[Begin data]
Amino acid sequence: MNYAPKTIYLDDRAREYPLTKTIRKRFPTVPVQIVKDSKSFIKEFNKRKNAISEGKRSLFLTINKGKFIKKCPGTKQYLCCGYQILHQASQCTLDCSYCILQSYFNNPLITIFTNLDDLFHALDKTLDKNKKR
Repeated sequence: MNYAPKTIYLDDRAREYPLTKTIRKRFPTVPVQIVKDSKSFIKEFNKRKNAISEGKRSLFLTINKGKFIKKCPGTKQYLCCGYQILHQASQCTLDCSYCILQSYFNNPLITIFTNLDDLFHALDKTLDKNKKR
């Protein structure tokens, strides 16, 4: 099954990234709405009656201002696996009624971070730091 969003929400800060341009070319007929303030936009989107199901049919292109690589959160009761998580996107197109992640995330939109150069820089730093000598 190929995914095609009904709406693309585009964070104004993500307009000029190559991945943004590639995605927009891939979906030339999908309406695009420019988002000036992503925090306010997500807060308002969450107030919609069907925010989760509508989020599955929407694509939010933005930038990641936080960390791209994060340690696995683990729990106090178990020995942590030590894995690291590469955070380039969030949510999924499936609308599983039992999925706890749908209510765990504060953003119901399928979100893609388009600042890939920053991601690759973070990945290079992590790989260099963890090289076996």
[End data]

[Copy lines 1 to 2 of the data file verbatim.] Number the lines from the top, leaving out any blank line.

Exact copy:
Amino acid sequence: MNYAPKTIYLDDRAREYPLTKTIRKRFPTVPVQIVKDSKSFIKEFNKRKNAISEGKRSLFLTINKGKFIKKCPGTKQYLCCGYQILHQASQCTLDCSYCILQSYFNNPLITIFTNLDDLFHALDKTLDKNKKR
Repeated sequence: MNYAPKTIYLDDRAREYPLTKTIRKRFPTVPVQIVKDSKSFIKEFNKRKNAISEGKRSLFLTINKGKFIKKCPGTKQYLCCGYQILHQASQCTLDCSYCILQSYFNNPLITIFTNLDDLFHALDKTLDKNKKR